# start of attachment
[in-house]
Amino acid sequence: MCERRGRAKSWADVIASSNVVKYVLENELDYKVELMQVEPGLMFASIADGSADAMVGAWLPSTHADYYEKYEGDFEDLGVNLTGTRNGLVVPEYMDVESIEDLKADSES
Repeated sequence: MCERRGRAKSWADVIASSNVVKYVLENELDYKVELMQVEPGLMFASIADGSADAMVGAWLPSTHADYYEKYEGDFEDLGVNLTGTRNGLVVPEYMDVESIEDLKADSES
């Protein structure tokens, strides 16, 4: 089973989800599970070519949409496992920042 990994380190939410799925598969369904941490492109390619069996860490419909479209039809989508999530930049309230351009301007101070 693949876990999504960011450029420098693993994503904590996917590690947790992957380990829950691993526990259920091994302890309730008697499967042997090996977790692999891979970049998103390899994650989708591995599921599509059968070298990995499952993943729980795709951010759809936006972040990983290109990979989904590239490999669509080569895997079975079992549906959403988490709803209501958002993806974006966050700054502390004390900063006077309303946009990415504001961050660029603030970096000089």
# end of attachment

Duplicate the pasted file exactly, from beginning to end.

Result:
[in-house]
Amino acid sequence: MCERRGRAKSWADVIASSNVVKYVLENELDYKVELMQVEPGLMFASIADGSADAMVGAWLPSTHADYYEKYEGDFEDLGVNLTGTRNGLVVPEYMDVESIEDLKADSES
Repeated sequence: MCERRGRAKSWADVIASSNVVKYVLENELDYKVELMQVEPGLMFASIADGSADAMVGAWLPSTHADYYEKYEGDFEDLGVNLTGTRNGLVVPEYMDVESIEDLKADSES
């Protein structure tokens, strides 16, 4: 089973989800599970070519949409496992920042 990994380190939410799925598969369904941490492109390619069996860490419909479209039809989508999530930049309230351009301007101070 693949876990999504960011450029420098693993994503904590996917590690947790992957380990829950691993526990259920091994302890309730008697499967042997090996977790692999891979970049998103390899994650989708591995599921599509059968070298990995499952993943729980795709951010759809936006972040990983290109990979989904590239490999669509080569895997079975079992549906959403988490709803209501958002993806974006966050700054502390004390900063006077309303946009990415504001961050660029603030970096000089």